Red Earth. Hunger
BOTH EYES OPEN
BOTH EYES OPEN is an experimental chamber opera currently in development by Brooklyn-based composer Max Giteck Duykers and Bay Area playwright Philip Kan Gotanda. This work explores the psychological abuse that interned Japanese-Americans experienced during World War II and suggests paths toward healing. Combining physical theater, interactive audio and video, contemporary music and singing, extended vocal techniques, chanting, spoken word, and modern dance, BOTH EYES OPEN revisits a pivotal moment in U.S. history and ethnic tensions that still resonate today.
Set in Stockton, CA, the story focuses on a Japanese immigrant landowner named Jinzo Matsumoto, who, with his wife Catherine, was interned in a camp in Rohwer, Arkansas in 1942. Before leaving their farm, they bury a Zen Daruma Doll on their land. According to Japanese tradition, these papier-mâché idols are given to people when they embark on a challenging endeavor or make a serious promise. At that time, only one eye is painted on the doll's face to symbolize the person's initial commitment to the challenge. If success comes, then the doll receives its second eye and is burned ceremonially to release its spirit.
During his internment, Jinzo (baritone Kelvin Chan) not only loses his land, business, and his pride, but also his wife Catherine, who dies in camp while giving birth to their first son. As Jinzo's inner life begins unraveling, our story takes a hallucinatory, nonlinear turn when the Daruma Doll, played by tenor John Duykers, comes to life as a sardonic, one-eyed guardian angel. With irreverent song, wild dance, stark narration, and Zen Buddhist teachings, the Doll, joined by the ghost of Jinzo's deceased wife (soprano Kalean Ung) propels the piece forward. Together, in song, dance and visual images, they depict metaphorical flashbacks and dreams of Jinzo and Catherine’s earlier life. Reaching a fever pitch, the drama splits violently into two alternative conclusions. In one, Jinzo ends his life by lying down on nearby railroad tracks and dies; in the other, he is rescued from an oncoming train by the Daruma Doll, who invites him to fulfill a promise made to Catherine: to return to his land, to the center of his soul. With this promise, the Daruma earns his missing eye and fades away in a vortex of ashes. The audience must then decide which story line is “true,” and in the process, come to empathize and understand more deeply the existential conflicts that interned Japanese Americans faced after returning home from the camps.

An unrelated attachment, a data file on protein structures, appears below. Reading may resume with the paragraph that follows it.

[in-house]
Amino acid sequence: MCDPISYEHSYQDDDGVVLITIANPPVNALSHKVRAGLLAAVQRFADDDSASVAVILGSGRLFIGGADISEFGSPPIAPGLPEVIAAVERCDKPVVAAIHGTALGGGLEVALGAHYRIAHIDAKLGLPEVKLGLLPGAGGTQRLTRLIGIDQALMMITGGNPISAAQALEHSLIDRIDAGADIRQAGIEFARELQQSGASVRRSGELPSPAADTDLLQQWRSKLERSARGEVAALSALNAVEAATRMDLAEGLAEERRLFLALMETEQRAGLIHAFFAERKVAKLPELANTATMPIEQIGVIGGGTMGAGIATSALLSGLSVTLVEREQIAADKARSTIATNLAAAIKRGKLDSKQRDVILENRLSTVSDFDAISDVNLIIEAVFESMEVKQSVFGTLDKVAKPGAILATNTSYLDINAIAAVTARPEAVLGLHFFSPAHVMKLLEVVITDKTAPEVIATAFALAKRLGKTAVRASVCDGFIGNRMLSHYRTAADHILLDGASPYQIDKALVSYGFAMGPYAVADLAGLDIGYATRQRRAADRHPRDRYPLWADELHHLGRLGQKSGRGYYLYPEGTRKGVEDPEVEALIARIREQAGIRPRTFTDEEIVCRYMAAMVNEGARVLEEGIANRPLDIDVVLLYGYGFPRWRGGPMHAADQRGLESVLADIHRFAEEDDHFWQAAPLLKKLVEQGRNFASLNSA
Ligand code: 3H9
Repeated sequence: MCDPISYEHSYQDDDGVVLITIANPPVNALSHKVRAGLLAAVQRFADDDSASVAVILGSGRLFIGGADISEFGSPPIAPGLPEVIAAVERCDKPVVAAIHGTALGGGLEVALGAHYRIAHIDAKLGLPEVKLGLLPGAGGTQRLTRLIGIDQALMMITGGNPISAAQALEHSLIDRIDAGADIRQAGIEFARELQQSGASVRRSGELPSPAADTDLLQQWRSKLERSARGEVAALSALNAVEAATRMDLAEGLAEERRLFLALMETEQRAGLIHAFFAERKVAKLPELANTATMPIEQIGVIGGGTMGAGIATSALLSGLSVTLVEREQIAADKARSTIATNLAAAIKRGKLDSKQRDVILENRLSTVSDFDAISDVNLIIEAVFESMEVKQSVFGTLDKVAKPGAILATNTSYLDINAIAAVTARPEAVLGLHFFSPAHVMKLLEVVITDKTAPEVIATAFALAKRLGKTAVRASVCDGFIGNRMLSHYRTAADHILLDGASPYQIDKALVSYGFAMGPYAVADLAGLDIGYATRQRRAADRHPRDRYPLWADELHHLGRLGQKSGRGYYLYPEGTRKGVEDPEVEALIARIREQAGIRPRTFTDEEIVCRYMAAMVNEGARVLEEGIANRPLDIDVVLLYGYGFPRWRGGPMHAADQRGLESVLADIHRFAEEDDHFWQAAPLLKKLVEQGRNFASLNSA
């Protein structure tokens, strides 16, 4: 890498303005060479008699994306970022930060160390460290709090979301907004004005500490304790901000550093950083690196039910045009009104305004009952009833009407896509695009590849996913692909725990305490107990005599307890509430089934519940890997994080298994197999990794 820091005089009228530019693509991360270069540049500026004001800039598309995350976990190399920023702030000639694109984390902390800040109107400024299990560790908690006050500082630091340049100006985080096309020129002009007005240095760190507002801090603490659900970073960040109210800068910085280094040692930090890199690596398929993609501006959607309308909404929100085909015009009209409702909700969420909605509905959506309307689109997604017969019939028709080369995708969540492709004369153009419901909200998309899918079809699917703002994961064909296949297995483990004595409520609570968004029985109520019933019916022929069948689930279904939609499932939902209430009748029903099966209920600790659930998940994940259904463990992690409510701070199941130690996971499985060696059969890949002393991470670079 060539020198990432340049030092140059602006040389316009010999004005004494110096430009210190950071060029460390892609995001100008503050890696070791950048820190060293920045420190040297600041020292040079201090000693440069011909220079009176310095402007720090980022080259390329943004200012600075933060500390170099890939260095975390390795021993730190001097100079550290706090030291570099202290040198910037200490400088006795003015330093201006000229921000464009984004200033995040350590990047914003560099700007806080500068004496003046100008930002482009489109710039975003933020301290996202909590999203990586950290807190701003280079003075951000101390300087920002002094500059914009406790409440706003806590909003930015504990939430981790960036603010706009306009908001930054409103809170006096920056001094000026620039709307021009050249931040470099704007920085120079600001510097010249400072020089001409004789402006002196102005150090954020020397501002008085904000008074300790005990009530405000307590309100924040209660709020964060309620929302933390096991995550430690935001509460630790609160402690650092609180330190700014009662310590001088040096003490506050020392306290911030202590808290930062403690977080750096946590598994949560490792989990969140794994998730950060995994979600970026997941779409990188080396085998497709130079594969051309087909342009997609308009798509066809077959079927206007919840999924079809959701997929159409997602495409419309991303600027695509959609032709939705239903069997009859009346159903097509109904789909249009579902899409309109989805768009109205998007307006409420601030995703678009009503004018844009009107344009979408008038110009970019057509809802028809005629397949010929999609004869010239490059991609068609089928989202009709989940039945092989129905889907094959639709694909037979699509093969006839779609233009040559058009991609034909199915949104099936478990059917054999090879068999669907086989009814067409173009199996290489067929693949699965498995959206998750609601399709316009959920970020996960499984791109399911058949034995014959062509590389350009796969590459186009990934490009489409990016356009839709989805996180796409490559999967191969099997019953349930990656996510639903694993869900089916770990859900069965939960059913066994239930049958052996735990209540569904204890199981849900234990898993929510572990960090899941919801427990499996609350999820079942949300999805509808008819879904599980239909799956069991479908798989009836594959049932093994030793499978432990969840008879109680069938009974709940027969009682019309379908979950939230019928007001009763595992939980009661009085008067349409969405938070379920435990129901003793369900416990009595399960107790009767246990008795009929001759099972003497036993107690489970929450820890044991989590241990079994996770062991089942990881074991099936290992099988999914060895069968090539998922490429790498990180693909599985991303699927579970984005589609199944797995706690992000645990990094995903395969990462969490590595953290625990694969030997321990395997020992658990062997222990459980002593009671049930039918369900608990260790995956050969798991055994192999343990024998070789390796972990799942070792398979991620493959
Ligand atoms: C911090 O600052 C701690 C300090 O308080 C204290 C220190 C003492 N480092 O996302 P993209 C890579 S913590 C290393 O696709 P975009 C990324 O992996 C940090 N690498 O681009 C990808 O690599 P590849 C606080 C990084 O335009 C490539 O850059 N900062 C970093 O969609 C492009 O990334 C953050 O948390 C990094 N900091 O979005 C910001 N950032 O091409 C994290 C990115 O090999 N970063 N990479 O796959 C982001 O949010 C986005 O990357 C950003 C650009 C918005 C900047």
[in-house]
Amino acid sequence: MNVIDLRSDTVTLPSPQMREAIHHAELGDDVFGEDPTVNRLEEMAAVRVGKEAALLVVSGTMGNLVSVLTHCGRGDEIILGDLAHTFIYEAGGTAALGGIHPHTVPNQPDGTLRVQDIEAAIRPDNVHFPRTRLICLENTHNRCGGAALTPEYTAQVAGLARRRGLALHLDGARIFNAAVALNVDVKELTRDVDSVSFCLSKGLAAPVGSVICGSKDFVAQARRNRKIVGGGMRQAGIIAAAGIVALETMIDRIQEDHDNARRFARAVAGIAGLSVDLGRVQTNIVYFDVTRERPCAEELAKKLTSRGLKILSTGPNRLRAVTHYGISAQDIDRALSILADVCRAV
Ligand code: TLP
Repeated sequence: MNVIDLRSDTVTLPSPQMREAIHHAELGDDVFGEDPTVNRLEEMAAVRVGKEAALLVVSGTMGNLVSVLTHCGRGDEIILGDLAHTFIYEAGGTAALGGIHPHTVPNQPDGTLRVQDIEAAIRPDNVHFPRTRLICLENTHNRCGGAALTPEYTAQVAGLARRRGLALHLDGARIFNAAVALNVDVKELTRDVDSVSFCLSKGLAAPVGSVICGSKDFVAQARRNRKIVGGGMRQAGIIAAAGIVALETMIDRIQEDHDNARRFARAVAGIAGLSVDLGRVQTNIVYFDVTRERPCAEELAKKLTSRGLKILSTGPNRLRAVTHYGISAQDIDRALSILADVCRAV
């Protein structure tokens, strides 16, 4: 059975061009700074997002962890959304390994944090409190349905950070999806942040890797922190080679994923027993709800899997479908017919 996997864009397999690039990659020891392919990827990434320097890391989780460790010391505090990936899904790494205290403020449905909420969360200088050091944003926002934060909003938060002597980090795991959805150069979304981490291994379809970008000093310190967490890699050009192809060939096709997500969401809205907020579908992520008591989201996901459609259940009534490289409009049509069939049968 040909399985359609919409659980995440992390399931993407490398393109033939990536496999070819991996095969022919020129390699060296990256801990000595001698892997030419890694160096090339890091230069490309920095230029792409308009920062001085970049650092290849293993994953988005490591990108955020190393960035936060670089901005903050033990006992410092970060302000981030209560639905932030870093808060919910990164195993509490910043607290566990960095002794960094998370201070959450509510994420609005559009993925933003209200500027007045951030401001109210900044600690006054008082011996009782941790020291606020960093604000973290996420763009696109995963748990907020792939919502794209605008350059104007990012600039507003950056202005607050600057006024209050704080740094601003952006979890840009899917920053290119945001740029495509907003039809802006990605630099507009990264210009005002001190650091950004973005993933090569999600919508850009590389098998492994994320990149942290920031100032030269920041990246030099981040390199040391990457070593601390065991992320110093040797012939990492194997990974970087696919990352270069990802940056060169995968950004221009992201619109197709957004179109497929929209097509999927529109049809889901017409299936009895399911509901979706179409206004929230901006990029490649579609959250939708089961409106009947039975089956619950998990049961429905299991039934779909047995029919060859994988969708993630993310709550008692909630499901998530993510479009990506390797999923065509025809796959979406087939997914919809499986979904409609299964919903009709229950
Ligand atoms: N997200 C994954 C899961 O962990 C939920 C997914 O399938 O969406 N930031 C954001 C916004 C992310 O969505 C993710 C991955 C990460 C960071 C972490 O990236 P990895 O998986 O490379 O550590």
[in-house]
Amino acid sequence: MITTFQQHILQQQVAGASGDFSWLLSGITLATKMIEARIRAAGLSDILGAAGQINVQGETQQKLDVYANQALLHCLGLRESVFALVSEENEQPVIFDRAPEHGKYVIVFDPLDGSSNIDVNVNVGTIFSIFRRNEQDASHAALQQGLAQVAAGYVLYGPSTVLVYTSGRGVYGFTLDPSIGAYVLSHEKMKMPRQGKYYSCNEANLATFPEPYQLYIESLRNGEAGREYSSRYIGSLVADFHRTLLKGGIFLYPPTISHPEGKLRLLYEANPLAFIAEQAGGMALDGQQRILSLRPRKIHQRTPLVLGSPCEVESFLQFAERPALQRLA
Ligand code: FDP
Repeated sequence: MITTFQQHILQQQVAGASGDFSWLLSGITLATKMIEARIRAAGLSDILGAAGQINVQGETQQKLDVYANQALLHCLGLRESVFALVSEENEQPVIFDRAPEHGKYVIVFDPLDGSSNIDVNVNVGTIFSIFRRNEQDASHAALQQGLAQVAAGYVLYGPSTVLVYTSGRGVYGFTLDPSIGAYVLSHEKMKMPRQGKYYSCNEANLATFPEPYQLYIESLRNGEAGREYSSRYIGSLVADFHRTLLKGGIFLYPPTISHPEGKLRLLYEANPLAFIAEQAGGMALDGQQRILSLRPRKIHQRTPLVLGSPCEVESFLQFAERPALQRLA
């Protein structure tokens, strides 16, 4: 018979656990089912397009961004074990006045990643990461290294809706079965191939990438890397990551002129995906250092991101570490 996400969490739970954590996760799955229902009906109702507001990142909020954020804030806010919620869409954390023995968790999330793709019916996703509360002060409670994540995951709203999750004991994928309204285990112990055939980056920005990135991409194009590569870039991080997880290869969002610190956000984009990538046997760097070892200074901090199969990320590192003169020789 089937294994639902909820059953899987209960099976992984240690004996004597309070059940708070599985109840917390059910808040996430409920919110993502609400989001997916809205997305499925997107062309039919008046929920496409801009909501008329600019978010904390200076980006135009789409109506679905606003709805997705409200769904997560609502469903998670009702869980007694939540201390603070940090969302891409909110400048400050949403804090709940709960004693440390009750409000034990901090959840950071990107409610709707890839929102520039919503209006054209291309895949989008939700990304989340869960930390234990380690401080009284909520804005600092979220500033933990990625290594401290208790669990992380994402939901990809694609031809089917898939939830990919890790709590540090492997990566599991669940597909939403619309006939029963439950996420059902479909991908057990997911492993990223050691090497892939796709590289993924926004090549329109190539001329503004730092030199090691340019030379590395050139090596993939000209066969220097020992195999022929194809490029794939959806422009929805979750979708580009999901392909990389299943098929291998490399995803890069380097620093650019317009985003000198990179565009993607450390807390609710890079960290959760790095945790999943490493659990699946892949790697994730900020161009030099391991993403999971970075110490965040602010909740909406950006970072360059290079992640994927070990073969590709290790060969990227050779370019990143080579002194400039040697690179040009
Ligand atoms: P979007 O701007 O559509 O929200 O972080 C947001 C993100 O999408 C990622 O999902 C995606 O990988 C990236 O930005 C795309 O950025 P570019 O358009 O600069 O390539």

Joining our three singers will be four members of the Paul Dresher Ensemble playing violin, clarinet, piano, and Buchla's Marimba Lumina but they will also be deeply integrated into the action on stage. Director Melissa Weaver and video artist Kwame Braun and Matthew E. Jones will use projected images, simple scenic elements, and lighting to create the performance environment. Choreographer Katie Faulkner will give physical embodiment to the Jinzo's struggle, through stylized dance and abstract movement.
In his libretto Philip Gotanda examines institutionalized vocabulary about race and ethnic difference, exposing scapegoating, fear of betrayal, and xenophobia. His story is not a naturalistic tale of social realism but instead uses abstraction and satire to embrace divergent perspectives.
BOTH EYES OPEN has had several workshops performances including one in January 2016 at U.C. Berkeley, sponsored by the Center for the Japanese Studies and the Department of Theater, Dance, and Performance Studies. In September 2016 the University of Nevada also produced a workshop performance through the N.E.O.N festival.
A 5-minute excerpt of BOTH EYES OPEN, produced by First Look Sonoma, the N.E.O.N. Festival, and The University of Nevada, Las Vegas. Fall 2016
A montage of early workshops for BOTH EYES OPEN showing the experimentation process.
Music: Max Giteck Duykers
Librettist: Philip Kan Gotanda
Charlie Daruma - John Duykers, tenor
Jinzo Matsumoto - Kelvin Chan, baritone
Catherine Matsumoto - Kalean Ung, soprano
The Paul Dresher Ensemble
Marja Mutru, piano
Joel Davel, Marimba Lumina
+Violin and Clarinet
Movement: Katie Faulkner
Video Design: Kwame Braun
Costume Design: Maria Christoff
Directed by Melissa Weaver
Produced by the Paul Dresher Ensemble and First Look Sonoma